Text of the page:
We all like to talk about interdisciplinary work. In fact, “interdisciplinary” (or even better: “transdisciplinary”) is a buzzword that PhD students are advised to sprinkle over their grant applications. As a second-year PhD student in history, I found myself intrigued by the many promises of interdisciplinary work. Yet… when it came to implementing those theoretical claims, I sometimes struggled to find support or collaborators in other departments.
Fortunately, this changed this year when I was invited to join a panel of historians who were presenting their research at the Annual Meeting of the American Association of Geographers (AAG) in New Orleans. The panel was entitled “Rethinking Archives through Digital Mapping” and was intended to spark a conversation between geographers and historians on how we use archival materials, methods of data visualization, and mapping software.
The panel was inspired by an observation by geographer Anne Kelly Knowles, who pointed out that “history’s classic mode of communication is narrative, while geography finds its most distinctive expression in the visual, synoptic presentation of evidence in maps.” Knowles argues that joining historical and geographical inquiry leads to fresh insights, and she posits that HGIS (historical GIS) might help to transform our understanding of history. But historians, including art historians, who turn to computational analysis continue to experience disciplinary discomfort with the approach even when it requires them to examine archives or other collections of historical documents in fresh ways. Historians’ longstanding preference for text and distrust of data-driven visualizations likely fuels this discomfort. In our historian-led panel at the AAG, my colleagues and I presented our research which focuses on archives and other collections of historical documents, material long considered the purview of historians. We wanted to show how humanists’ turn to computational analysis has reshaped understanding of historical documents and the information or data the documents contain.
This was my first time attending the AAG, and my first thought was: Wow, this thing is huge! Several thousand scholars, professionals, and students visited the conference, and the area around the main hotels on New Orleans’ Canal Street was flooded with people wearing the green badges identifying them as attendees. At most of the history conferences I had attended before, panelists usually presented a (more or less) polished version of their research. The organizers of our AAG panel, however, encouraged participants to speak about some of the methodological problems we encountered in our projects or those we were still struggling with. To be honest, at first I felt a bit uncomfortable with this approach (after all, getting up at a conference and saying “here are all the things I haven’t figured out yet” seemed a bit counter-intuitive for a humanist).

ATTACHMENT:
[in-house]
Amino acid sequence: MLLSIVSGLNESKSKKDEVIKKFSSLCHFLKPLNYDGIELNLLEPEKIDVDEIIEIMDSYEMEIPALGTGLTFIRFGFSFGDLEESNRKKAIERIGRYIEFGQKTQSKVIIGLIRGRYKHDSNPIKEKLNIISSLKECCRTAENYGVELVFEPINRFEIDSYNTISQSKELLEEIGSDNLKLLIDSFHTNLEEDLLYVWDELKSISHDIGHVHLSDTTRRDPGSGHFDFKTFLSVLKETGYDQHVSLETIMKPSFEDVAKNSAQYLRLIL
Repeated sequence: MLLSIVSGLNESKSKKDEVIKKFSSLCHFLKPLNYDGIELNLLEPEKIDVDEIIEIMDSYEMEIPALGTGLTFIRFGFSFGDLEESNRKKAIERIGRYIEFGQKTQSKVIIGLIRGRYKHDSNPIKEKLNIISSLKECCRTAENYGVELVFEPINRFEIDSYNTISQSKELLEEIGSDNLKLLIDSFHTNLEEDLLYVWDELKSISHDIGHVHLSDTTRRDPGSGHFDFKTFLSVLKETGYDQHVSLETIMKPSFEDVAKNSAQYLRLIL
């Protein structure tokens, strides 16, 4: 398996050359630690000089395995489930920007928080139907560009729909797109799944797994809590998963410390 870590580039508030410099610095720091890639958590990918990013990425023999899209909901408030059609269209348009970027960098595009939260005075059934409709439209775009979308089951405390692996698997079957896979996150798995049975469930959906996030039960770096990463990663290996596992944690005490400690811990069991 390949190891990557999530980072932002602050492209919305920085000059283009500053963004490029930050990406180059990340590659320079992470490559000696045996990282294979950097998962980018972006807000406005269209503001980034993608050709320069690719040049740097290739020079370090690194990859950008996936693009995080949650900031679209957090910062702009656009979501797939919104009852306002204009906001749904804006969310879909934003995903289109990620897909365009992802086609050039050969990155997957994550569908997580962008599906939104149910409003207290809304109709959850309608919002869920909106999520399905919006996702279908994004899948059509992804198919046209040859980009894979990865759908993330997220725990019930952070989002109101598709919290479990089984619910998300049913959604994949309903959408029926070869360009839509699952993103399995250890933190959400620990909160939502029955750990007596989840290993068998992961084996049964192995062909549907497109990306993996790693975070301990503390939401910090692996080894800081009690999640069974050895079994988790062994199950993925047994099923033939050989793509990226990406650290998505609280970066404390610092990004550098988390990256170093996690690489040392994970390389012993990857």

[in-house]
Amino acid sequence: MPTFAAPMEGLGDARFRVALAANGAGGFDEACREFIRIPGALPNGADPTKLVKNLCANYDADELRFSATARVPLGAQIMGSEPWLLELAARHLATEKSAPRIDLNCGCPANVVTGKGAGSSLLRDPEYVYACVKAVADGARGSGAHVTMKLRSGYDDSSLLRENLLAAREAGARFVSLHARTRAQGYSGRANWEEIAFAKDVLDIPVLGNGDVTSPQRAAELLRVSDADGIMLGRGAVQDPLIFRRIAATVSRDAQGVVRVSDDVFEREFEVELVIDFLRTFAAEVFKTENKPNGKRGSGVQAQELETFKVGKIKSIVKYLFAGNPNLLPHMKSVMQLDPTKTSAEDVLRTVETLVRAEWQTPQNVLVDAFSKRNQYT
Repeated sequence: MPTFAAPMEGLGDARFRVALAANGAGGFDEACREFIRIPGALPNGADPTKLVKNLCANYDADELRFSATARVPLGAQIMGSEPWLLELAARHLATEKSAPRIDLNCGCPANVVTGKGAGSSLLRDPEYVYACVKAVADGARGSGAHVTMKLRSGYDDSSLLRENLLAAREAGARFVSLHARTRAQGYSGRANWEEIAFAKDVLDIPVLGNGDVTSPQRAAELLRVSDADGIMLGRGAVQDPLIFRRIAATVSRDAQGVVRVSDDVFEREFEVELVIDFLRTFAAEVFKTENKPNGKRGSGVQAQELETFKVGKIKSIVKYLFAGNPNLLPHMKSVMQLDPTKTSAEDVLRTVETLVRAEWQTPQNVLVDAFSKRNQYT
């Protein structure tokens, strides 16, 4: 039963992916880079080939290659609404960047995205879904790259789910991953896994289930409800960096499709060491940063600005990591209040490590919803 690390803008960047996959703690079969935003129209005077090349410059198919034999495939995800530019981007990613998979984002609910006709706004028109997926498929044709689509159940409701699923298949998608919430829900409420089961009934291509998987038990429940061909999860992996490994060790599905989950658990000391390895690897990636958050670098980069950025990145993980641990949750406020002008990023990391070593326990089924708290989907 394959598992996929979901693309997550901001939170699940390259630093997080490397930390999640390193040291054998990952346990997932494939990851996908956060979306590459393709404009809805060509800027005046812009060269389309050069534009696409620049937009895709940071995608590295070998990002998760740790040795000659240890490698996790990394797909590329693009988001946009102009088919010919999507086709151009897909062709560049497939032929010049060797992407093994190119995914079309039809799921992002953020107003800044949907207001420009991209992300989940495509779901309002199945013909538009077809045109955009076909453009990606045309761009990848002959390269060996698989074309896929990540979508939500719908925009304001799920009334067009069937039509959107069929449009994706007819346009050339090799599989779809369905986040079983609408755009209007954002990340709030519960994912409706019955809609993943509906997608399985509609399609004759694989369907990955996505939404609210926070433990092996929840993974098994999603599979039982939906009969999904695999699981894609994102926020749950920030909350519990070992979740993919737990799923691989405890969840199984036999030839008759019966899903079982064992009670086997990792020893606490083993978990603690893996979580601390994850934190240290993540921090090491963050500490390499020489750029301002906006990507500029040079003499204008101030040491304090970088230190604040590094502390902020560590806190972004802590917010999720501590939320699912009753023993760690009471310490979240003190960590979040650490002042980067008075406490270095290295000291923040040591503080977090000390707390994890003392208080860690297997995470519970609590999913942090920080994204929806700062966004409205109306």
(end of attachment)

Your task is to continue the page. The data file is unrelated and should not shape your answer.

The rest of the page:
Fortunately, I decided to silence the doubting voice in my head and went on to rewrite the talk I was about to give, entitled “Mapping Colonial Louisiana: Settlement Patterns and Ethnic Integration in Spanish Louisiana.” Instead of discussing at length the (preliminary) results of my research, I talked about the methodological problems I encountered when I started this project: how I collected colonial census lists and tried to account for missing documents and apparent misrepresentation; how I tried to locate colonial settlements in the eighteenth-century Mississippi Valley before realizing that the river had changed its course several times; how I struggled with locating and mapping indigenous settlements; … and many more. When it was time for the Q&A, the benefits of this type of talk became instantly obvious: many of the geographers in the room came forward with advice, sharing tips and tricks from their own work, or pointing out relevant literature on the methods or software I was using. Ultimately, the AAG was one of the most helpful, productive, and inspiring conferences I have been too, and I’m looking forward to continue this line of interdisciplinary work.